Tight election puts Electoral College under microscope
An 'odd institution'
ATLANTA, Georgia (CNN) -- With the presidential election so tight, millions of Americans have taken a renewed interest in the Electoral College, the system designed by the nation's founders to elect a president.
A week ago, many Americans knew little about the Electoral College. Now, with the presidency at stake, voters are questioning how a candidate who loses the popular vote can end up in the Oval Office.
"It's one thing to tell the public we have an Electoral College, but it's very hard to persuade them it's worth having if what it means is that their will is disregarded," said Floyd Abrams, the noted First Amendment attorney and a constitutional expert who practices law in New York.
Such is the case this year. Vice President Al Gore appears to have narrowly captured the popular vote, while Texas Gov. George W. Bush could win the presidency by winning the necessary 270 electoral votes if his razor-thin sliver of a lead in Florida holds.
The Electoral College has always come under scrutiny during the presidential election cycle, but it has never been put under the microscope like this.
CNN's Frank Sesno examines the Electoral College and its role in U.S. politics
(QuickTime, Real or Windows Media)
"The Electoral College has always been a bit of an odd institution from the perspective of modern American eyes," said Charles Shanor, professor of law at Emory University in Atlanta. "We tend to think of ourselves as a democracy where we vote directly for our elected officials. But with respect to the president and vice president, we do not vote directly for our elected officials. We vote for electors to vote for the elected official."
There are 538 people, or electors, who make up the Electoral College. Each state gets one elector for each member of the House of Representatives (435) and the Senate (100); the District of Columbia gets three electors.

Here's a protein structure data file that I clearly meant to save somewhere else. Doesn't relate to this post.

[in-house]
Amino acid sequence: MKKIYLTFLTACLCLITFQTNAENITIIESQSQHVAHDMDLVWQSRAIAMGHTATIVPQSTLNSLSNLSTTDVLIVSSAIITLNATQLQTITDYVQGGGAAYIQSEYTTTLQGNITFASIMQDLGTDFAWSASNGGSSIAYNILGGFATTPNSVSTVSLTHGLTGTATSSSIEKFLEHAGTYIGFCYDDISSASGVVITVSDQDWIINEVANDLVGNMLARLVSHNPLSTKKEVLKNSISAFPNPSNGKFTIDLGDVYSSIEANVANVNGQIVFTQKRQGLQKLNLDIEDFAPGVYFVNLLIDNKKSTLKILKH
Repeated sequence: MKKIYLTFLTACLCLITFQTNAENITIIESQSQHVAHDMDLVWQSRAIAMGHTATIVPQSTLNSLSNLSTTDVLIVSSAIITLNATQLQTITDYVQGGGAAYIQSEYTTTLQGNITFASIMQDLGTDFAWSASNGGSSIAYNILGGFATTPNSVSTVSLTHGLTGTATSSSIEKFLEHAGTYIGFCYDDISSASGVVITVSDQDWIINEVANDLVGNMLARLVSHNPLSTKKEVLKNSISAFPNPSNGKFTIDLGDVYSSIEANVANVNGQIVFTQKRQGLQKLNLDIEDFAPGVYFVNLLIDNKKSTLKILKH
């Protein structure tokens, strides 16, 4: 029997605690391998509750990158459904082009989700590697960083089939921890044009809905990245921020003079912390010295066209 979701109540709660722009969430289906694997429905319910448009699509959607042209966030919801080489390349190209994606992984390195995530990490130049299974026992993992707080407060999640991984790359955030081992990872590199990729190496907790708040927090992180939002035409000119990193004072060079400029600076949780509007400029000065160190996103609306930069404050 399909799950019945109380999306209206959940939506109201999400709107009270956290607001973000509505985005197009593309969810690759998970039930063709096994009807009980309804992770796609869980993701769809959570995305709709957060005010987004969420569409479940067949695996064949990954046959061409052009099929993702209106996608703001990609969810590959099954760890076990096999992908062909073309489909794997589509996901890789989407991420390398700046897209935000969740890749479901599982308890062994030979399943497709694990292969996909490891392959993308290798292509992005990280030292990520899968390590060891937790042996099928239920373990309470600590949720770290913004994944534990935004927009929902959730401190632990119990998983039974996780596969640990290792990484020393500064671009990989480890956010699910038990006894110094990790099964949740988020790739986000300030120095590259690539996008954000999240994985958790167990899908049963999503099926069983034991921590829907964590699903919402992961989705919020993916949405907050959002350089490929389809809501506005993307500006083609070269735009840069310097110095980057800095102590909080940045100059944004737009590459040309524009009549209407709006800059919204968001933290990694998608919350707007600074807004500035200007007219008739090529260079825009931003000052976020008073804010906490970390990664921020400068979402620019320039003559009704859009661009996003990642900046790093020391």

Each elector, guided by the state's popular vote, is expected to vote for his or her own party when the electors meet on December 18. Constitutional-law scholars say it is remotely possible, but highly unlikely, that Florida may not appoint its share of 25 electors by that date because of possible legal challenges. The Electoral College might then proceed with 513 members.
The nation's founders designed the Electoral College principally to reassure states they had not given up all their power to a federal government through the larger population.
To that end, the Electoral College has worked. Without it, rural or smaller states like Iowa and New Hampshire would be shunned for the populous states of California, Florida and New York.
But the system is not without its flaws. A president who loses the popular vote can become president -- an oddity that has happened three times in the nation's history: John Quincy Adams in 1824; Rutherford B. Hayes in 1876; and Benjamin Harrison in 1888. (Adams won after the election was sent to the House because no candidate won the electoral majority that year.)
Another oddity: Electoral results rarely match the popular vote. Even in a fairly close popular vote, the electoral margin often exaggerates the victory of the candidate who won the popular vote, thus lending more legitimacy to that candidate's election. For example, in 1960, John F. Kennedy got roughly 115,000 votes more than Richard Nixon in the popular vote -- a squeaker of an election -- but won the Electoral College handily, 303-219.